## Thevenin’s Theorem.

The Thevenin voltage is defined as the voltage across the load terminals when the load resistor is open (i.e. removed). Its therefore called as open-circuit voltage. Thus Thevenin voltage VTH = VOC. Similarly the Thevenin resistance is defined as the resistance that an ohmmeter measures across the load terminals when all sources are reduced to zero and load resistor is open. Thus Thevenin resistance RTH = ROC. A voltage source is reduced to zero by replacing it by a short (i.e. connecting the open ends after removing the voltage source). But a current source is reduced to zero by replacing it with an open (i.e. leaving the open ends as such after removing the current source).

Thevenin’s theorem states that the boxed region in the diagram containing any dc sources and linear resistances is equivalent to the effective circuit where the box is replaced by a voltage source of voltage (VTH) and resistance (RTH) in series with the voltage source.

Thevenin’s theorem is a statement of equivalence between a circuit with dc voltage sources and linear resistances and a simple circuit given by a voltage source of Thevenin voltage value and Thevenin resistance both in series and both determined from the given circuit.

In the equivalent or effective circuit which we can name Thevenin circuit: $\boxed{I_L = \frac{V_{TH}}{R_{TH}+R_L}}$.

Lets solve a simple example to illustrate how this theorem is implemented in practice.

Example problem for Thevenin’s theorem illustration. Diagram 1: given circuit. Diagram 2: determination of Thevenin voltage. Diagram 3: determination of Thevenin resistance.

In diagram 1 above, a circuit is given in terms of DC voltage and linear resistances. In order to find the equivalent Thevenin’s circuit we need to find the Thevenin voltage and Thevenin resistance from this circuit. This we do in diagram 2 and 3 respectively.

In diagram 2 (where the load resistor is open, i.e. removed) there is a current of 8 mA through resistors of 6 kΩ and 3 kΩ. (these are in series with voltage 72 volt.) The 4 kΩ is inconsequential as there is no current through it. The voltage across 3 kΩ is 24 volt and this appears across the terminals A and B. This therefore is the Thevenin voltage value. i.e. VTH = 24 volt.

In diagram 3 the DC source has been replaced by a short (and terminals A and B open). An ohmmeter connected to A and B will see 4 kΩ in series with the parallel combination of 6 kΩ and 3 kΩ. $R_{TH}=4 k\Omega + (3 k\Omega || 6 k \Omega) = 4 k \Omega + \frac{3 k \Omega \times 6 k \Omega}{3 k \Omega + 6 k \Omega} = 6 k \Omega$,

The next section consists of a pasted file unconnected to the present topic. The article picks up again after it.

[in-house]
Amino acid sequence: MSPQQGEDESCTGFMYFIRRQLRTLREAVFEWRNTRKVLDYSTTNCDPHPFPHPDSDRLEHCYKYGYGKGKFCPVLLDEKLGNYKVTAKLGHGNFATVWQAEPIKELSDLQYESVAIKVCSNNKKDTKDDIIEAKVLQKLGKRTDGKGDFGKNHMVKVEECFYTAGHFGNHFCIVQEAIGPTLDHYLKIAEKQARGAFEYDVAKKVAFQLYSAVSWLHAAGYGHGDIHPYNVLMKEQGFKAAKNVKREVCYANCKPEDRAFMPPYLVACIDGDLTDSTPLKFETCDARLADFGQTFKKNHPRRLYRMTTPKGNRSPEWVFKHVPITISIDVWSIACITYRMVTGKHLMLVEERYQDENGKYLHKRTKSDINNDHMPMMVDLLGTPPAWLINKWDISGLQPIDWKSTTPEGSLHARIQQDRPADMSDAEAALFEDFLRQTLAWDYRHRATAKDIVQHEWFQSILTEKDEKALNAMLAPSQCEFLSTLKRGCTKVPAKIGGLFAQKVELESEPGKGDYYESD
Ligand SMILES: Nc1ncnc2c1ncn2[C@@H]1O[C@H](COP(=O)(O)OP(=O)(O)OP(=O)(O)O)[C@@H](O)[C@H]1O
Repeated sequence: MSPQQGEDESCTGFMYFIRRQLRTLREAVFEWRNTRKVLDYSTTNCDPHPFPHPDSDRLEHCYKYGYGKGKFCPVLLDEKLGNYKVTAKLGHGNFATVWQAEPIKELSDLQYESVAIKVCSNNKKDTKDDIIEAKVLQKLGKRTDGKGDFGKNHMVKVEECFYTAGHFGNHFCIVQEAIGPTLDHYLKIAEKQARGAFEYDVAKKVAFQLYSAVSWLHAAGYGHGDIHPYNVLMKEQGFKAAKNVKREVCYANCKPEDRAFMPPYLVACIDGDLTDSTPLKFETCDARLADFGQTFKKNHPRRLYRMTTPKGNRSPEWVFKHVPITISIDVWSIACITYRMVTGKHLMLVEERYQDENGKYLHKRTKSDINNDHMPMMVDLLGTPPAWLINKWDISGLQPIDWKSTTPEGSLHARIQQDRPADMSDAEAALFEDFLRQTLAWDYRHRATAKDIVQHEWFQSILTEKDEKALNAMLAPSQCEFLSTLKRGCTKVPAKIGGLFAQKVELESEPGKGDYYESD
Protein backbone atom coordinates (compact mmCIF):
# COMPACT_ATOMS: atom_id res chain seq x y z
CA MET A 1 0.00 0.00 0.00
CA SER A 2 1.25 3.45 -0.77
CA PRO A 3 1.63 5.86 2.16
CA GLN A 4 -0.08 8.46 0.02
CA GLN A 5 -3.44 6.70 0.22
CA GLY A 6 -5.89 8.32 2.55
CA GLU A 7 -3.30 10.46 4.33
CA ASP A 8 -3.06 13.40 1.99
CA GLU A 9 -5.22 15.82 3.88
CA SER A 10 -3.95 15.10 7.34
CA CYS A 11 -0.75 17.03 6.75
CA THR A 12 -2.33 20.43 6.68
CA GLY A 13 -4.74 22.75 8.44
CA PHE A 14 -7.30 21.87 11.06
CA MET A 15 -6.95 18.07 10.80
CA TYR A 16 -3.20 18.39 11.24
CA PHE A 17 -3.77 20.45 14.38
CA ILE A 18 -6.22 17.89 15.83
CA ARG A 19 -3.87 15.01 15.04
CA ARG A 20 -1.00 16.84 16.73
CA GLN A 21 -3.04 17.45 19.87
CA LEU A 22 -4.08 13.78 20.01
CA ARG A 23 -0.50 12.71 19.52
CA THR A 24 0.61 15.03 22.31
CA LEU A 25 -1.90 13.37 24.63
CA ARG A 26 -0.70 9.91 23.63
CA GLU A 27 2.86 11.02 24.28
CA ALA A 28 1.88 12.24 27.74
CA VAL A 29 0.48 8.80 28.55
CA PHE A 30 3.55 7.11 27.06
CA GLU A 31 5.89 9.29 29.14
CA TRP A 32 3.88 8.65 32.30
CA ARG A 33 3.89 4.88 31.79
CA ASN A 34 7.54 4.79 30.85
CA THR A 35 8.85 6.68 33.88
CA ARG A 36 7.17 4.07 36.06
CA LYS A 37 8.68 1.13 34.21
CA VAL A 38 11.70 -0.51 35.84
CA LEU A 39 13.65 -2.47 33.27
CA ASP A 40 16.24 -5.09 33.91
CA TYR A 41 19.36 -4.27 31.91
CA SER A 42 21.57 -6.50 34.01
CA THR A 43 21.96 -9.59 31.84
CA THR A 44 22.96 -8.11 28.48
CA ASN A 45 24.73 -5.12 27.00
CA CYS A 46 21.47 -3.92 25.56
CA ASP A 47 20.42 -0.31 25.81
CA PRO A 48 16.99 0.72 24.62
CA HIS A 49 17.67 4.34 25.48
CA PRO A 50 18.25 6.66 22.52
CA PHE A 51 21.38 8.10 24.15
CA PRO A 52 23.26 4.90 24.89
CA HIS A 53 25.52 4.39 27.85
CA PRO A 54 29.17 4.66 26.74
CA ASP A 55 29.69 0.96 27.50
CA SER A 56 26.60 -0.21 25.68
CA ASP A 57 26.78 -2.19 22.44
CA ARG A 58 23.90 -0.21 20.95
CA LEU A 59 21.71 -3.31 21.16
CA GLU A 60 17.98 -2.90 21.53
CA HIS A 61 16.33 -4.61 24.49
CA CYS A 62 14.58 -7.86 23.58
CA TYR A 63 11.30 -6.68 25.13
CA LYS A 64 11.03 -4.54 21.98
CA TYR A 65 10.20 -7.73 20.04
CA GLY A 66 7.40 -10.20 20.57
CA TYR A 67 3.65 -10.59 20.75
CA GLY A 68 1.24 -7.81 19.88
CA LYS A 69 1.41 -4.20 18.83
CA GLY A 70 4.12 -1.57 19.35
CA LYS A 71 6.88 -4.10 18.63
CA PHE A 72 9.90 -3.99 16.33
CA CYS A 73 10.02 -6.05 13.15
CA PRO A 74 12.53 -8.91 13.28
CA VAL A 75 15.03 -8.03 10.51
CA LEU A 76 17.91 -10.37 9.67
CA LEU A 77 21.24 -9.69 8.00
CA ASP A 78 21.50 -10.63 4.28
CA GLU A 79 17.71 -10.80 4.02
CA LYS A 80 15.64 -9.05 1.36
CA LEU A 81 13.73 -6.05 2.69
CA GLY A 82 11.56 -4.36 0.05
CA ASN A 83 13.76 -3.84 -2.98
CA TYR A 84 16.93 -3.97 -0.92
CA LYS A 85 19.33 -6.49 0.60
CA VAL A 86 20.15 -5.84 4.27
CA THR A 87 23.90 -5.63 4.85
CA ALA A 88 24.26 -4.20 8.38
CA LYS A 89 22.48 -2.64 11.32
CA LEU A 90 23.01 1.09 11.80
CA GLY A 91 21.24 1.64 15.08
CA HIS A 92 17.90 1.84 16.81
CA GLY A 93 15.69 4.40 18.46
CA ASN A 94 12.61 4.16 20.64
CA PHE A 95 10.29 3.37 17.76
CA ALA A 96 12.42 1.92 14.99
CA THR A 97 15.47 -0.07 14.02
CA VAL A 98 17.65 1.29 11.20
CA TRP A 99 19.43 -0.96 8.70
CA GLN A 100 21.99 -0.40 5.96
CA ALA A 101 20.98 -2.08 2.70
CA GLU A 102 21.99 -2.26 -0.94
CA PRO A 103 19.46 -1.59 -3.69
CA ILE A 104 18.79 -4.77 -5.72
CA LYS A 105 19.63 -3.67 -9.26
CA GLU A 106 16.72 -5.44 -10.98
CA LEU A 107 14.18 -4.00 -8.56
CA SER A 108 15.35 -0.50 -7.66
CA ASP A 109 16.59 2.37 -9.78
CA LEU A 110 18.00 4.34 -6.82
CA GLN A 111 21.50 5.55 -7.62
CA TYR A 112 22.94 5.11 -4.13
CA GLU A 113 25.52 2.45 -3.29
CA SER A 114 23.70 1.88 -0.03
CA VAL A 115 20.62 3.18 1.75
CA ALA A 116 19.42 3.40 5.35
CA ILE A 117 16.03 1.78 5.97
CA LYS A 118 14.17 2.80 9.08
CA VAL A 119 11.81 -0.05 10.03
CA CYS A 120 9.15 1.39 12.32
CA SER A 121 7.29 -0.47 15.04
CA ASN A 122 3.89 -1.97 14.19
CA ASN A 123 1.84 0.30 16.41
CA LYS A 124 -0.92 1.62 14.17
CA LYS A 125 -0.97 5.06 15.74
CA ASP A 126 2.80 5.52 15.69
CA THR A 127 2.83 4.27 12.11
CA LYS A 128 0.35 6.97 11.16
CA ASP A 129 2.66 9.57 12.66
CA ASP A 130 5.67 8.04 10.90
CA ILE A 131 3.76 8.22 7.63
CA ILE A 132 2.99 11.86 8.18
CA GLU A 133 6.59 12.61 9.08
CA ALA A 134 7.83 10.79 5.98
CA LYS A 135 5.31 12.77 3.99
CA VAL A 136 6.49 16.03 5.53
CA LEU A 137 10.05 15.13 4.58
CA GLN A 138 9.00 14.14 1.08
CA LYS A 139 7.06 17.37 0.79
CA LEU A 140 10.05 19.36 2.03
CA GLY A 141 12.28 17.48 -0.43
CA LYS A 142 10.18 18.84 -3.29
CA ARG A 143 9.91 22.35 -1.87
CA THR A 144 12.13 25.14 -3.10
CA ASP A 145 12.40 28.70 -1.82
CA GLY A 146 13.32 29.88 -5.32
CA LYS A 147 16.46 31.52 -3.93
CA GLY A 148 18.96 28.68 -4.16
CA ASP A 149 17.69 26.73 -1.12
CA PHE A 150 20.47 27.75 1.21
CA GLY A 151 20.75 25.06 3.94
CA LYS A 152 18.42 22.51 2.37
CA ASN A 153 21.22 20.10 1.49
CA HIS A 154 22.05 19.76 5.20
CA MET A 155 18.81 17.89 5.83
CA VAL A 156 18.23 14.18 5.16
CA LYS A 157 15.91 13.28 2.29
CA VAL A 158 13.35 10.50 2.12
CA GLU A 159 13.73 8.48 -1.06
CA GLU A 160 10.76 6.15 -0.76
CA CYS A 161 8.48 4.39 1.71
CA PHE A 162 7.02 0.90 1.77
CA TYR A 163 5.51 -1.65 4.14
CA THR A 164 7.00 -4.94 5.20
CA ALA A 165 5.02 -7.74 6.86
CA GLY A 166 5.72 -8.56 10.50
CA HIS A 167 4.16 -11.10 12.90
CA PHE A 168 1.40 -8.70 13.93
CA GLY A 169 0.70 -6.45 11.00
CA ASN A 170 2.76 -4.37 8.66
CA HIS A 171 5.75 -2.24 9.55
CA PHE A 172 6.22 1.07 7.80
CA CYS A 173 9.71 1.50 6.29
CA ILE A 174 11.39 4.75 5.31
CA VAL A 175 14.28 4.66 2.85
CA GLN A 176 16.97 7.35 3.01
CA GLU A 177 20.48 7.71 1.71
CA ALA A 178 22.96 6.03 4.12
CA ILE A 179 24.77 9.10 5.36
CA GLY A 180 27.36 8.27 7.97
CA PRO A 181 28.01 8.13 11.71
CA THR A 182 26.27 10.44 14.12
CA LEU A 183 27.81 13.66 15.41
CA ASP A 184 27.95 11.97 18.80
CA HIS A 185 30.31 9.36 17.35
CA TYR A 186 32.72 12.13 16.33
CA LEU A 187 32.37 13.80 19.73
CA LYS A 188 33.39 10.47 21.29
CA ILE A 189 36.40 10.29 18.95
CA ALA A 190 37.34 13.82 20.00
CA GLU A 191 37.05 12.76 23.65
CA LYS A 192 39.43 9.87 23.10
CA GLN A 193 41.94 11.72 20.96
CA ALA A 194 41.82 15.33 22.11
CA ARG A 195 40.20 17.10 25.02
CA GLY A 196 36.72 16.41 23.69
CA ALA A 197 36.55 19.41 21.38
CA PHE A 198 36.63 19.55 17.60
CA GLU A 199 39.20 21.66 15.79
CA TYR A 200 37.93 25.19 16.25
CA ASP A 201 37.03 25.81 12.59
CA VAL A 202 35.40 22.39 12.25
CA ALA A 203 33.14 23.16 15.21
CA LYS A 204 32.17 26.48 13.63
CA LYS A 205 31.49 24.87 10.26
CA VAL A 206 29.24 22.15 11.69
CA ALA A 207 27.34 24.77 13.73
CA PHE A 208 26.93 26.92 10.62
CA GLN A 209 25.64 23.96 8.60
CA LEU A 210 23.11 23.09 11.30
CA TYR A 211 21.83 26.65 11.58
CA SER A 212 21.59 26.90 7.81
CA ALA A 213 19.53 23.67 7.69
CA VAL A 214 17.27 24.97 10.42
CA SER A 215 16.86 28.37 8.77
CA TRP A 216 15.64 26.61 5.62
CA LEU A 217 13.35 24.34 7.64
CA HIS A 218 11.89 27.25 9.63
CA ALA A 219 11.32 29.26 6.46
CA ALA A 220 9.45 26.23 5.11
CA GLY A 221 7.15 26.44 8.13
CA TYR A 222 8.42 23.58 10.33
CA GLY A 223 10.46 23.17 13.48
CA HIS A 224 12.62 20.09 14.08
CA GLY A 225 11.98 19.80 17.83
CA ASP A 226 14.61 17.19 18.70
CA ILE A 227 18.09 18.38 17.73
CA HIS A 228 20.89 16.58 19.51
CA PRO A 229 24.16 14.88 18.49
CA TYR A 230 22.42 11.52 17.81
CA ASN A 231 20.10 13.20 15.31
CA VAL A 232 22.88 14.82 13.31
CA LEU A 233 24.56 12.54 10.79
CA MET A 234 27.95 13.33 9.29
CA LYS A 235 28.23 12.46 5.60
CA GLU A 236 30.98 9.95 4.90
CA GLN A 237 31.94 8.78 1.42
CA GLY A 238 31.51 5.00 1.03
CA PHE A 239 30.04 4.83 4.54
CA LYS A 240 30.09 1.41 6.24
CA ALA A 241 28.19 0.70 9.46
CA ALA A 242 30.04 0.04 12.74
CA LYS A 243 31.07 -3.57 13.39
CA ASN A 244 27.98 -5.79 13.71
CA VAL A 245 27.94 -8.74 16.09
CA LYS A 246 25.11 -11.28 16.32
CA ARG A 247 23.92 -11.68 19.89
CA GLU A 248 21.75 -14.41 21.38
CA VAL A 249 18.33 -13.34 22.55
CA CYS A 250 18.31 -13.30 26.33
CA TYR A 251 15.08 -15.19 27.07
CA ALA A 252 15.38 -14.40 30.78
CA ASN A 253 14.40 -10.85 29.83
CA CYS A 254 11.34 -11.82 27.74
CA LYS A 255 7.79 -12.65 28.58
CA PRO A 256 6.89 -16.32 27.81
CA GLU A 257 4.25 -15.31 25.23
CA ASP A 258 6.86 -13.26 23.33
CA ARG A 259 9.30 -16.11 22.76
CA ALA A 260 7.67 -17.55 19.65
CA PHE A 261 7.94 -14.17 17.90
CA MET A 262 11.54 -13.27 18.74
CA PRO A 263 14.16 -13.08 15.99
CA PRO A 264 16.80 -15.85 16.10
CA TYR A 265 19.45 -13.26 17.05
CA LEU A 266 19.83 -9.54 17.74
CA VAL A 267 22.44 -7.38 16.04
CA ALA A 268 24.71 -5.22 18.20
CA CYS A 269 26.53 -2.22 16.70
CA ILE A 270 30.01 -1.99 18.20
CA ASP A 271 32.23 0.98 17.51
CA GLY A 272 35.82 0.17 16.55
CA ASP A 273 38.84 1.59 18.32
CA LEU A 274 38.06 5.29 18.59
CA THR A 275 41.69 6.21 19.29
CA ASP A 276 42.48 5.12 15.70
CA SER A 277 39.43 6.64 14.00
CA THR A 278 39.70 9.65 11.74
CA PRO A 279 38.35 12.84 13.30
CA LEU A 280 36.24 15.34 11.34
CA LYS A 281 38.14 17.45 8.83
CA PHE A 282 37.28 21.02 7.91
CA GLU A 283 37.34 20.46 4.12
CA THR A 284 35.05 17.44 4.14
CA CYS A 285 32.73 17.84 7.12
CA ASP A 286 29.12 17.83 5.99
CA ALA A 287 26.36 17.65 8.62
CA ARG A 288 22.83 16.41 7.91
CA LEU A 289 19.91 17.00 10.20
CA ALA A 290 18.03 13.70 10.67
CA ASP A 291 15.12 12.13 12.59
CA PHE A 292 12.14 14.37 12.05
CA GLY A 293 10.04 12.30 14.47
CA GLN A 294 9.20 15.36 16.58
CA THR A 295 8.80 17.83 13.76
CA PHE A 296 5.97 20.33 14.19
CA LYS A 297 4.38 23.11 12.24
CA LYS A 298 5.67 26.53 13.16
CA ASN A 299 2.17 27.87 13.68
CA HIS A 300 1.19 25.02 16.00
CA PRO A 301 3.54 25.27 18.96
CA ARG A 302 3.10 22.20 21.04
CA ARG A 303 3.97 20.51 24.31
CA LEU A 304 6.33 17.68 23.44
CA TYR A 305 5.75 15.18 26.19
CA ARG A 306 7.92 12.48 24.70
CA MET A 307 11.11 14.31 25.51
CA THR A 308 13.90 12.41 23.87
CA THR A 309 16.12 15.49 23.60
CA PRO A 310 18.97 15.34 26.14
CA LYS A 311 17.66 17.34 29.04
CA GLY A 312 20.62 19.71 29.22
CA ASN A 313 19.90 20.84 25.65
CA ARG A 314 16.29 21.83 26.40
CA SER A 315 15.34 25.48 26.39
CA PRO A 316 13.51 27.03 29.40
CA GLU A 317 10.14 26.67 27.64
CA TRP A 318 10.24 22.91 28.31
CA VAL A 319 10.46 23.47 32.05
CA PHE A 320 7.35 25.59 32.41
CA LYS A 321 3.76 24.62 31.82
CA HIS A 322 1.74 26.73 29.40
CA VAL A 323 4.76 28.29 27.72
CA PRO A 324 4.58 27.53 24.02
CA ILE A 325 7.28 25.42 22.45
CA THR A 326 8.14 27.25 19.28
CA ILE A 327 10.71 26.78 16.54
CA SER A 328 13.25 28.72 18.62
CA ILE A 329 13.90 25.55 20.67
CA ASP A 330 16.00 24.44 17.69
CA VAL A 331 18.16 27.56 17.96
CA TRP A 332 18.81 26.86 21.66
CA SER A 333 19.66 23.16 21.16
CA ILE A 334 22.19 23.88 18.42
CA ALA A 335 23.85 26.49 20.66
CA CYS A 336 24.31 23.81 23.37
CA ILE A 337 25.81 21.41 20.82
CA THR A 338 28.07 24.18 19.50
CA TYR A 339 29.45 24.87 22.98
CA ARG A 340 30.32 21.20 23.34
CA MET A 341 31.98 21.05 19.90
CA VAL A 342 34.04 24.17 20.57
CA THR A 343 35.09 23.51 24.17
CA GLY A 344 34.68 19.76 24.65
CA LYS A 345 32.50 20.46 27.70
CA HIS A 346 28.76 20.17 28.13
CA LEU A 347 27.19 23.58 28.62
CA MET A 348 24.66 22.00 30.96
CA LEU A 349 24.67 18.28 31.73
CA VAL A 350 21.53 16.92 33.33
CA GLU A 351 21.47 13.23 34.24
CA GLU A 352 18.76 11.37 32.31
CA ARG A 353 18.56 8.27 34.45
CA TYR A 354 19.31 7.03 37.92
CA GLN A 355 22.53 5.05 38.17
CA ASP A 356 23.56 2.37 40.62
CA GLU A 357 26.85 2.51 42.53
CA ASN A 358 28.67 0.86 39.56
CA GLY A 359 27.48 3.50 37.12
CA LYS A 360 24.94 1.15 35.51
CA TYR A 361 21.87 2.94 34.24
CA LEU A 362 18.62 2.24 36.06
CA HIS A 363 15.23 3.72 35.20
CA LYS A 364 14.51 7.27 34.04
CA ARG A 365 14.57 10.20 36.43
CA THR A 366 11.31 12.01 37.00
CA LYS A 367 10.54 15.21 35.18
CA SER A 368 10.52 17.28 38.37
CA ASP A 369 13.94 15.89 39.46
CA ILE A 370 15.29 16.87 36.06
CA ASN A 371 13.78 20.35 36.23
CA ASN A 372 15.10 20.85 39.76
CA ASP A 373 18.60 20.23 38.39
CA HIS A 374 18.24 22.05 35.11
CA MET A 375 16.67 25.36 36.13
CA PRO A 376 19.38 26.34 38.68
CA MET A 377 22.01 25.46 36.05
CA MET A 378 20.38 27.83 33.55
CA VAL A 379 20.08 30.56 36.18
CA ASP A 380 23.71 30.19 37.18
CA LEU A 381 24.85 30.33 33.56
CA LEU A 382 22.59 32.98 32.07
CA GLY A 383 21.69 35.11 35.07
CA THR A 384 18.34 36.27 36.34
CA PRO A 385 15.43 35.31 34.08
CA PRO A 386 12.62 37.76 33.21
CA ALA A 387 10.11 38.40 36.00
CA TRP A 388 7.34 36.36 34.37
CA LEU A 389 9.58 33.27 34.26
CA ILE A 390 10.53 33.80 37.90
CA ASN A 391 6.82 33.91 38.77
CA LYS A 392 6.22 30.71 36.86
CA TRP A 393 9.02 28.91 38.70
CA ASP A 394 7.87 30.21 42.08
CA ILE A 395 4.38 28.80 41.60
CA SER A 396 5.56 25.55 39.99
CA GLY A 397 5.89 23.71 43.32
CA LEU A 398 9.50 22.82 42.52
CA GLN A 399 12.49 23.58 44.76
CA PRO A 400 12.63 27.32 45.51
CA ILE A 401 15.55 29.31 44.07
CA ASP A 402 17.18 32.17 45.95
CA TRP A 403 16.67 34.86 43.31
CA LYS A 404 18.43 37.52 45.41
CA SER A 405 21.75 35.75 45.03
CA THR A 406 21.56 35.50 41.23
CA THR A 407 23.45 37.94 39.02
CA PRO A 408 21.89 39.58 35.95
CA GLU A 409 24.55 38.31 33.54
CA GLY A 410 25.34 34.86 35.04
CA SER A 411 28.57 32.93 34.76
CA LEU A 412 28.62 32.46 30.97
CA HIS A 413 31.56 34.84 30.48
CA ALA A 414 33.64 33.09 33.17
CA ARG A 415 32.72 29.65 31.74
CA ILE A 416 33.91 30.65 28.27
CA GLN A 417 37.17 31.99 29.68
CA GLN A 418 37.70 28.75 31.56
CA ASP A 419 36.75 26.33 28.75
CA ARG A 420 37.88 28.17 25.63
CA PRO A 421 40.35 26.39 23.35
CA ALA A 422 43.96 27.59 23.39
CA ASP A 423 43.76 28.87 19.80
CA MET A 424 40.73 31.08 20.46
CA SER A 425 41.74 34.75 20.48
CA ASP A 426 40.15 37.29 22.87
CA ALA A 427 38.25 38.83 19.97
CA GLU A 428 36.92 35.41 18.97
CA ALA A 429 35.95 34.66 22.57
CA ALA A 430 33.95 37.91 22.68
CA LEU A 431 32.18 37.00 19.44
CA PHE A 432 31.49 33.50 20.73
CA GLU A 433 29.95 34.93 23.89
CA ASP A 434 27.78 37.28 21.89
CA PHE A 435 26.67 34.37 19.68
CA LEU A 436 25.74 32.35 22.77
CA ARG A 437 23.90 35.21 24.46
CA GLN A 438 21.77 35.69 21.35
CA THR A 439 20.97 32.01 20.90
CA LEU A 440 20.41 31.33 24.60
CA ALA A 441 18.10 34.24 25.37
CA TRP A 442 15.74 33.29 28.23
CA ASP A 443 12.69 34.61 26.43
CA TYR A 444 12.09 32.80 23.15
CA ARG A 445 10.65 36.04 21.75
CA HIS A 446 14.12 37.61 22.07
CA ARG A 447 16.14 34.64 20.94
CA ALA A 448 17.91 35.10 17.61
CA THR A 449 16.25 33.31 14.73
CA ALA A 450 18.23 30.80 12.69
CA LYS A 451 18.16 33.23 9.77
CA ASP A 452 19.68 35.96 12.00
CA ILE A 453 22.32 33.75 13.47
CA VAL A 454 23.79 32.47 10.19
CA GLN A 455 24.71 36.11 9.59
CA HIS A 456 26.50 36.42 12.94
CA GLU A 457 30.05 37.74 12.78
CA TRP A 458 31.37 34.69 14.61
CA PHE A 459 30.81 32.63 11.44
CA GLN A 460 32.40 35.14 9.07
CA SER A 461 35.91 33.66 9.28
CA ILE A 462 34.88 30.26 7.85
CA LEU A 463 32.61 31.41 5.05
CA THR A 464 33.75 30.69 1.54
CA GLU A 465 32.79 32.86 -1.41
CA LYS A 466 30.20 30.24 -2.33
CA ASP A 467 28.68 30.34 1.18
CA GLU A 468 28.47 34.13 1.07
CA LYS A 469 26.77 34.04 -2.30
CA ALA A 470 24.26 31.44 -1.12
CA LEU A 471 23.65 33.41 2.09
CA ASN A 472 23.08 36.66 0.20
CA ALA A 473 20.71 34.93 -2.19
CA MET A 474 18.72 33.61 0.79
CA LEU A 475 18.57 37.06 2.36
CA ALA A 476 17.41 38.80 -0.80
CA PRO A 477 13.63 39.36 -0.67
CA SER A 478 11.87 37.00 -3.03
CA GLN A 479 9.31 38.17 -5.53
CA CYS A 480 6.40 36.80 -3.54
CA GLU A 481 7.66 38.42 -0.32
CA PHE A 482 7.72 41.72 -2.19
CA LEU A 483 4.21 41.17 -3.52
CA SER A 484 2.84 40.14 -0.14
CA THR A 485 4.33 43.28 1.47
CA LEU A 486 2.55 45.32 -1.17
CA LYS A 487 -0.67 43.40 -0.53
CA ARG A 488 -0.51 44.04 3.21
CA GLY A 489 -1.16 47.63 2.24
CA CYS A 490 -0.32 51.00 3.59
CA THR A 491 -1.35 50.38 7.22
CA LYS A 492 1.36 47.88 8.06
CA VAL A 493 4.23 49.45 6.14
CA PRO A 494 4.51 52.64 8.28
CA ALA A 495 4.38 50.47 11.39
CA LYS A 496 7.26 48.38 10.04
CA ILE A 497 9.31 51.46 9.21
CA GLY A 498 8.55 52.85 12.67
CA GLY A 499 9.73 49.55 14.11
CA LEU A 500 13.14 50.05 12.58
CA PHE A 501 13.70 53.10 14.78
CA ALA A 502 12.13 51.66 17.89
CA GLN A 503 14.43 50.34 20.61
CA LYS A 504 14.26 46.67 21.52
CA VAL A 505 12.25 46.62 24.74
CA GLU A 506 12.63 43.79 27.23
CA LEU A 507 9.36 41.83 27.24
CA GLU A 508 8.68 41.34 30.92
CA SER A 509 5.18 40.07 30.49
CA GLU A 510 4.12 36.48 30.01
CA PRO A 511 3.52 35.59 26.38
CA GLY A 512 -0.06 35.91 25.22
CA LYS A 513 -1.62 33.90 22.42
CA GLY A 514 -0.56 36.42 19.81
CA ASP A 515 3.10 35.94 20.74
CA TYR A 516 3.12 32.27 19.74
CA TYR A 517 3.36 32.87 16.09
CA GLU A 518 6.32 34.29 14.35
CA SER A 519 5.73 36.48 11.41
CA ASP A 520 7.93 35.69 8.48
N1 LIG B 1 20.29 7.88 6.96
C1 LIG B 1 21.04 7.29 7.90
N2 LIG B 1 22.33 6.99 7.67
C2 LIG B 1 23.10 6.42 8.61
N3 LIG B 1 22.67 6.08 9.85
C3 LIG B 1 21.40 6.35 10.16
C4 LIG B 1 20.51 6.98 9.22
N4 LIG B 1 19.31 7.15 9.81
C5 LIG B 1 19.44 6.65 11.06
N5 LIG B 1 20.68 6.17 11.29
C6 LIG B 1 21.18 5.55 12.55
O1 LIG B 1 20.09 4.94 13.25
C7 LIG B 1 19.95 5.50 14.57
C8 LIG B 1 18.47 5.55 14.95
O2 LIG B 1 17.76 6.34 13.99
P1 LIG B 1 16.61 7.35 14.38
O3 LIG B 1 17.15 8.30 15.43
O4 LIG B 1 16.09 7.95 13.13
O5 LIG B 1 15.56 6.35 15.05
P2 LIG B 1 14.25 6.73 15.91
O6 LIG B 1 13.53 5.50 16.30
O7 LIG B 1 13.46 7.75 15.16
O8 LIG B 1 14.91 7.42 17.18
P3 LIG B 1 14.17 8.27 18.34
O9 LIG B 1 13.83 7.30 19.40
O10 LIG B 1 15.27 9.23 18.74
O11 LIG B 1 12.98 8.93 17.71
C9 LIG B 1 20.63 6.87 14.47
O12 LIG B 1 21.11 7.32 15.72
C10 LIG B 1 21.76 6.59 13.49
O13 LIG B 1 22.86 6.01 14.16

Thus the Thevenin circuit can be given as in the following diagram.

The equivalent Thevenin diagram to the given problem is determined by calculating the values for Thevenin voltage and Thevenin resistance according to the procedure described above.

## Norton’s Theorem.

The Norton current (IN) is defined as the load current when the load resistor is shorted. Thus Norton current is also called short-circuit current. Norton current IN = ISC. Similarly the Norton resistance is defined as the resistance that the ohmmeter would read across the load resistor when all sources are reduced to zero and load resistor is open.

By definition the Thevenin resistance and the Norton resistance are the one and same. Thus RN = ROC = RTH. Just remember that these two resistances Thevenin’s and Norton’s, are placed differently in the circuit, Thevenin’s in series with voltage source and Norton’s in parallel with the current source.

Thus any circuit with DC sources and linear resistances has an equivalent Norton’s circuit given in the diagram below.

The equivalent Norton’s circuit for a circuit with DC sources and linear resistances is determined by calculating the Norton’s voltage and resistance according to steps described above. The equivalent Norton’s circuit for a circuit with DC sources and linear resistances.

Thus Norton’s theorem can be mathematically stated as: $\boxed{V_L = I_N (R_N || R_L)}$.

The Norton’s theorem and Thevenin’s theorem are equivalent formulation and this is based on the Duality principle. According to the duality principle: for any theorem in electrical circuit analysis there is a dual or opposite theorem in which one replaces the original quantities with dual quantities.

Voltage ↔ current. voltage source ↔ current source. series ↔ parallel. series resistance ↔ parallel resistance.

A Thevenin’s circuit and a Norton’s circuit are easily interchangeable according to the following 3 formula: $\boxed{I_N=\frac{V_{TH}}{R_{TH}},\,\,V_{TH} = I_N R_N,\,\, R_N=R_{TH}}$.